In general, though, some experts say gel manicures can be used during pregnancy. Because you're not ingesting the ingredients, and the nail acts as a kind of absorption blocker, there's no expected cause to think they'll be problems in your pregnancy, shares Ilina D. Pluym, MD, a board-certified doctor of Obstetrics and Gynecology at UCLA.

You might be concerned about acetone-based removers that are often used to remove gel formulations. But again, you'll want to think about the length of time and at what quantities you'll be exposed to the chemicals. "Those sorts of dangerous exposures would be expected with drinking acetone or potentially inhaling it in large quantities over a prolonged period of time," says Michael Beninati, MD, who practices maternal-fetal medicine at UW Health in Madison, Wisconsin.

Research on this topic can be scarce, so you and your healthcare provider can make a personal judgment call that feels right to you. "I would say that commercially available gel or acrylic polish should be considered safe in pregnancy and would ideally be applied in a well-ventilated space," says Dr. Beninati.

Benefits of Using Gel Manicure Products While Pregnant

First and foremost, the pampering aspect of gel manicures is a huge plus. Considering the changes your body goes through and the toll they take on your physical and mental health, a gel manicure or hour-long pedicure can ease aches and give you a pretty visual to look at for weeks. Here are some of the additional benefits you'll find with gel manicures.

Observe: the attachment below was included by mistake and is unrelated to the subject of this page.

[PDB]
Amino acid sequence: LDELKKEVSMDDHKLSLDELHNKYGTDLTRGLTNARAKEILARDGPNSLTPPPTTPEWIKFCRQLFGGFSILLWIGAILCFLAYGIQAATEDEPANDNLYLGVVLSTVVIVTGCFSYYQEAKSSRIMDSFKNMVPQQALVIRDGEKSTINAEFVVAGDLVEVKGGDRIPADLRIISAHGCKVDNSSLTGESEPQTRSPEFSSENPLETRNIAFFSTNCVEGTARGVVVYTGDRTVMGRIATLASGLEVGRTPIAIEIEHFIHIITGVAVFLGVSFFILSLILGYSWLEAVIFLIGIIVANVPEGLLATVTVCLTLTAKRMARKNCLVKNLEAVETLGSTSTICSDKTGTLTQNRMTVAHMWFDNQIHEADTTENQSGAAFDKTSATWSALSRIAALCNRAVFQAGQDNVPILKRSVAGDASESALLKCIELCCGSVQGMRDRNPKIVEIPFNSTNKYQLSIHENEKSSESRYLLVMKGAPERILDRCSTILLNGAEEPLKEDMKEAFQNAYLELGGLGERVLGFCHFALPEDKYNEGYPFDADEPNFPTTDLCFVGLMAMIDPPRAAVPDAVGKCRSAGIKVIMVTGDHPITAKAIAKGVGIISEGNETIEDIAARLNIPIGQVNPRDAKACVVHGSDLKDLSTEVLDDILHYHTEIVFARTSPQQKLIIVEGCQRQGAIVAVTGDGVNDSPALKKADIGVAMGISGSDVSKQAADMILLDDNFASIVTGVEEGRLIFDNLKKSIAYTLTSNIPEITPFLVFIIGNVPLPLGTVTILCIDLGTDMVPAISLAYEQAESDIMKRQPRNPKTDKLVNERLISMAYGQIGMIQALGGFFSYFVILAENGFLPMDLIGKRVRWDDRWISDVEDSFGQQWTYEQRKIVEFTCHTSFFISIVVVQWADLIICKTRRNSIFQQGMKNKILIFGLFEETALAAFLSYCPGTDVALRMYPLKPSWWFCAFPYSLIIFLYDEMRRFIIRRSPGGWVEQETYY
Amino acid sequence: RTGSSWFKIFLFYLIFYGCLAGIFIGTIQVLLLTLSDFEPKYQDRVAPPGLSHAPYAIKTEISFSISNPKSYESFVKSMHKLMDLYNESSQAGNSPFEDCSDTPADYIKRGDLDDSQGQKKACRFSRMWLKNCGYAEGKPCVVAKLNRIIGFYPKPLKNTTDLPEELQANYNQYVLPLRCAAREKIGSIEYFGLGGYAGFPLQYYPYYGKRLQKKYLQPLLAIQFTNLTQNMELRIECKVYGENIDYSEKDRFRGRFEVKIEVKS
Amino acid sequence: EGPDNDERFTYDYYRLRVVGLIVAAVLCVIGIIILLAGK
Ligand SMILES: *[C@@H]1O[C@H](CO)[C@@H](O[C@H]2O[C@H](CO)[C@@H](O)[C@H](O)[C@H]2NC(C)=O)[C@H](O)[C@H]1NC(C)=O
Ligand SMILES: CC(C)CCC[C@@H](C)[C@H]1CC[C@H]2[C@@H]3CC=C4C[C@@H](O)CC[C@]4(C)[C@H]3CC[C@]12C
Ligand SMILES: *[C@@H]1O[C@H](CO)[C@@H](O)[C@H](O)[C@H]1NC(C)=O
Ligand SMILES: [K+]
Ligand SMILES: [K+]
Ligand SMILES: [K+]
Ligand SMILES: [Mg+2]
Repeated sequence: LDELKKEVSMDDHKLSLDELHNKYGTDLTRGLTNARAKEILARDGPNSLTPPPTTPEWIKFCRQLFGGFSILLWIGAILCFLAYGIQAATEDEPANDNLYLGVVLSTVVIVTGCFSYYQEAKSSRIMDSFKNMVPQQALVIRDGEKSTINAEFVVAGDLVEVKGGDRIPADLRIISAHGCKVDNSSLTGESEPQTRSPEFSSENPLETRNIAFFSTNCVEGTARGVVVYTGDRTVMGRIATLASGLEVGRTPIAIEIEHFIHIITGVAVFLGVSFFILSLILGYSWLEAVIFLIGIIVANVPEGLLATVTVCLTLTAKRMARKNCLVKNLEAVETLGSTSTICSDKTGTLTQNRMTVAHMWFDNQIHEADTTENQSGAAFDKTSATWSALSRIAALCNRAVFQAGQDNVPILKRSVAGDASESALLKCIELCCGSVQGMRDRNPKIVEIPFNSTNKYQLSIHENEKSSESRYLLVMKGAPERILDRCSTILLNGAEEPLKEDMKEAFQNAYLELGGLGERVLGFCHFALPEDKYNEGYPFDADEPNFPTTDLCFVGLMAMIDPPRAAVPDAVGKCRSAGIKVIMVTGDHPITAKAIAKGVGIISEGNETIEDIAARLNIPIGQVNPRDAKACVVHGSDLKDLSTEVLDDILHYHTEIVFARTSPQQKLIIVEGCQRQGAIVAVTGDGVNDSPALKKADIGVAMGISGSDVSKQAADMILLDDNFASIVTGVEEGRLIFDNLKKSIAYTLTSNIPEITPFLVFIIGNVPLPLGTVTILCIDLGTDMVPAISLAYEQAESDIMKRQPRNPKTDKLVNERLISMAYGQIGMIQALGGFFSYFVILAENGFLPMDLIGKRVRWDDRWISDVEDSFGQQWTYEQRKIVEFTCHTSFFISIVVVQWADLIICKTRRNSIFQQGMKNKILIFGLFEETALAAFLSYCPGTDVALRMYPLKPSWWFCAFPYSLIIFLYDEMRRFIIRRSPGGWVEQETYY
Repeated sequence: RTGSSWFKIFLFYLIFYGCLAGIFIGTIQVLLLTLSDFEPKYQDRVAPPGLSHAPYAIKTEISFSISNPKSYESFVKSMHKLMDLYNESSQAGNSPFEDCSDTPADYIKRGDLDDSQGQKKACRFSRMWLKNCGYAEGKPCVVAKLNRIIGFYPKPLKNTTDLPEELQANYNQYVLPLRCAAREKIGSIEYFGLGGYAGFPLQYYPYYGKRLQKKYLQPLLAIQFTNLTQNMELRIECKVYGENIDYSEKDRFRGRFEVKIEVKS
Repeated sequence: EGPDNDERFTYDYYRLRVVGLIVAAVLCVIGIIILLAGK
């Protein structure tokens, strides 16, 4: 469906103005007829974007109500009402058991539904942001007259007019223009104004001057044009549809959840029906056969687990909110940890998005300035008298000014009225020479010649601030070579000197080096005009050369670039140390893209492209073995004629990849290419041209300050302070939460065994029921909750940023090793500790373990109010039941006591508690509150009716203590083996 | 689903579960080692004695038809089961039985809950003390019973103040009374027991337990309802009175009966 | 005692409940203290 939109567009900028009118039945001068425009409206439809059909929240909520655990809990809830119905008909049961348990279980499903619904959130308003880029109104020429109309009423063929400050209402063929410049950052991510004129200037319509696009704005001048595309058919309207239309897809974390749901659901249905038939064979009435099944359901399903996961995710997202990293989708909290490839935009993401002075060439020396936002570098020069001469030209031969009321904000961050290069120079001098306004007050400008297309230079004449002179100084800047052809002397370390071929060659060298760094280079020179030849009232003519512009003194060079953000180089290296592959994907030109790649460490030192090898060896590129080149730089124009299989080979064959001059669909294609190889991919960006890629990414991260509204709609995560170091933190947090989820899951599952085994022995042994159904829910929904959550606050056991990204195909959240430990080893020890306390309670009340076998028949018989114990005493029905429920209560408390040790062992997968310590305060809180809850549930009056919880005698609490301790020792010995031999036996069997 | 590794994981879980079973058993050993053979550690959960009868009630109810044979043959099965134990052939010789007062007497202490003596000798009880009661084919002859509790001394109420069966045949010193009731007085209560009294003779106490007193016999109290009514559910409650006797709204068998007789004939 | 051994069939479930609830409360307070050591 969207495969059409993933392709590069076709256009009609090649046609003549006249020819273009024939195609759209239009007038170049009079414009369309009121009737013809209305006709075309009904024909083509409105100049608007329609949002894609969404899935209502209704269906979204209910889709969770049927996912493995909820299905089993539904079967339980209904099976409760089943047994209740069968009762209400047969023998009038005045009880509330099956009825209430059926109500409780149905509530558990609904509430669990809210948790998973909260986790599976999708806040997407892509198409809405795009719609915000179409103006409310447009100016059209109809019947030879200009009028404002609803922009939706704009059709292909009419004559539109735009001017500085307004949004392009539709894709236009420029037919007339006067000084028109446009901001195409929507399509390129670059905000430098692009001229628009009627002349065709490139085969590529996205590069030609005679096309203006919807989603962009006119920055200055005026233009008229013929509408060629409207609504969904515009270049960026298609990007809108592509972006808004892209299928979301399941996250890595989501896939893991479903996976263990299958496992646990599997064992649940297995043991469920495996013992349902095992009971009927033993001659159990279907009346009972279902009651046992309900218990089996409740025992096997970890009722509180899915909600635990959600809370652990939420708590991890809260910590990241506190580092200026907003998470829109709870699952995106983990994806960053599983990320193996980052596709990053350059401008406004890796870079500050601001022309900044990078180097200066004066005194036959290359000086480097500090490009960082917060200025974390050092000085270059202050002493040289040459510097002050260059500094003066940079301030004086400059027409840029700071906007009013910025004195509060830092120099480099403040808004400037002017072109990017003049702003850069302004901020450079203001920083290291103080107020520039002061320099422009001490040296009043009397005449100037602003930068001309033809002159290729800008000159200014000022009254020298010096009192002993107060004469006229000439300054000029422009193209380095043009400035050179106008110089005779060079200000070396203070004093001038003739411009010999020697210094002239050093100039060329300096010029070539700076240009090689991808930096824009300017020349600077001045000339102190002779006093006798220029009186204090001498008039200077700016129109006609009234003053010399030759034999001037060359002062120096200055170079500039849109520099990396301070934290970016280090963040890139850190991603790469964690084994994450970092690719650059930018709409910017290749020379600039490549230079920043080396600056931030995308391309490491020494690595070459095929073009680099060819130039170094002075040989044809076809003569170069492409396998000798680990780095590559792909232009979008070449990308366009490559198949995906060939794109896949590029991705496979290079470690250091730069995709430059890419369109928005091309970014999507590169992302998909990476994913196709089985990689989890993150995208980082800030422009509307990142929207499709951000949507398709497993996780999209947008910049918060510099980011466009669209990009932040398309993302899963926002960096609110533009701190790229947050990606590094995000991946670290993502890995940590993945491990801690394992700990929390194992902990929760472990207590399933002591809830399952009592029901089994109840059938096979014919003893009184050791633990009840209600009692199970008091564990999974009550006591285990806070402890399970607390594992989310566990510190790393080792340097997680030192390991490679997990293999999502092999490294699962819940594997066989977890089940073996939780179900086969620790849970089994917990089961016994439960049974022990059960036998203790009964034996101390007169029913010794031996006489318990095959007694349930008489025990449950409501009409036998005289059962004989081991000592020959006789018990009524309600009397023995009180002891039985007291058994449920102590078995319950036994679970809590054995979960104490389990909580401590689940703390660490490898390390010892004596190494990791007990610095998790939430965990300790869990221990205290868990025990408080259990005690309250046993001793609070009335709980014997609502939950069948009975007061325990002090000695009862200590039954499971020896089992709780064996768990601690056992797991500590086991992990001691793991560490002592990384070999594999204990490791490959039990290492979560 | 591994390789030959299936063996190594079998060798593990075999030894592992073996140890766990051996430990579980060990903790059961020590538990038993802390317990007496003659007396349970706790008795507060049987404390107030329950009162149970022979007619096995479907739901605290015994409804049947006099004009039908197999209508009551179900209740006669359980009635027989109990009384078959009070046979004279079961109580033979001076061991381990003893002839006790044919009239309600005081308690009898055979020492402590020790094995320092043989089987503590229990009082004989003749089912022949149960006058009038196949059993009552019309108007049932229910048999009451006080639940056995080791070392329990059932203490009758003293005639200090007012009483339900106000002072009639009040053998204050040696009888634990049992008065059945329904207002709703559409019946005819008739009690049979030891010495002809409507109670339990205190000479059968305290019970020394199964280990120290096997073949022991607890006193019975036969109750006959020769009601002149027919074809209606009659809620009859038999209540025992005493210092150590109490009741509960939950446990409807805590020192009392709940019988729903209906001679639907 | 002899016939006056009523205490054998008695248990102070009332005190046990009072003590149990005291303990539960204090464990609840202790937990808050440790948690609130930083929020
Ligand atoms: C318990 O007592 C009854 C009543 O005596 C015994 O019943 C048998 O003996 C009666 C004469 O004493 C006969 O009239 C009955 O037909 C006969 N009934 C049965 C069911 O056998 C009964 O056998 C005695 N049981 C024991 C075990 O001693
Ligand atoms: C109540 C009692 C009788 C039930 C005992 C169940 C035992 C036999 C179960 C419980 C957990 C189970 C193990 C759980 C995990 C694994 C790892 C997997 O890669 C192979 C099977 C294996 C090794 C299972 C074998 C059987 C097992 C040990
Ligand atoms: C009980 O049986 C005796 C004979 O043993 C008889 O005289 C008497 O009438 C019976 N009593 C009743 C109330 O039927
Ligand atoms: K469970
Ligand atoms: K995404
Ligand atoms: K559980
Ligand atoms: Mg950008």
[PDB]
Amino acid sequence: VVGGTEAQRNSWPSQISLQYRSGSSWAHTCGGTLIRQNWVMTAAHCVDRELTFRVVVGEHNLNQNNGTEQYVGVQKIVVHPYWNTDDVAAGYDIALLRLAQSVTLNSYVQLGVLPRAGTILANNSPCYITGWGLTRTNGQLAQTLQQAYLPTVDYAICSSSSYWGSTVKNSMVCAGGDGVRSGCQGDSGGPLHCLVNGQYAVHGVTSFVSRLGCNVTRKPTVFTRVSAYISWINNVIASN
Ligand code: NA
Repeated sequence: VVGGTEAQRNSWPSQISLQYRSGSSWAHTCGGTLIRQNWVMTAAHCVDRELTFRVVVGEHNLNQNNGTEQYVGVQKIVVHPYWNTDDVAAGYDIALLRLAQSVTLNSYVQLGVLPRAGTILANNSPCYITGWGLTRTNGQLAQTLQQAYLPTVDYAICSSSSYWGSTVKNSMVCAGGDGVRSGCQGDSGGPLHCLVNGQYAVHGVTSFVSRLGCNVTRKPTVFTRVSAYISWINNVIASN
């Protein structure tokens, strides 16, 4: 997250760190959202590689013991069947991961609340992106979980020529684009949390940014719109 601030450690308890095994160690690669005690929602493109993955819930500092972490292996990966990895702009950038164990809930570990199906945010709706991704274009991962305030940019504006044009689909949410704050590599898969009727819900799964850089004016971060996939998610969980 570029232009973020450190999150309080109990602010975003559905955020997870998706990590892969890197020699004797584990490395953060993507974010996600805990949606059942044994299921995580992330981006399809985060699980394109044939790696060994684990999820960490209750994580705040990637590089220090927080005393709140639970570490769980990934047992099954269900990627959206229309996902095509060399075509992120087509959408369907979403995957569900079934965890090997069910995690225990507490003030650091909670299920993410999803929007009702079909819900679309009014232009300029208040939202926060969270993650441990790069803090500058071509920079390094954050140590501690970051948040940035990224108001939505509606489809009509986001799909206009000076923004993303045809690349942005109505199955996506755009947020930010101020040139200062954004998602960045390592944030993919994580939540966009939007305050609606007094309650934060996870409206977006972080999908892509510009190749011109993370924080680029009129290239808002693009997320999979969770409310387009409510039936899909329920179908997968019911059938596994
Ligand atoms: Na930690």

They're Low-Maintenance

Relatively speaking, once gel polish is applied to your nails, they require little tending. The cured finishes are more chip-resistant than traditional nail polishes, and won't flake off after washing a sink full of dishes. The shine also holds up through your daily to-dos.

They Dry Fast

You're growing a baby. You're busy. Once the gel is cured, or the store-bought gel hardens and sets, you're good to go. And that can happen as quickly as just a few minutes (typically with a light source).

Safety Precautions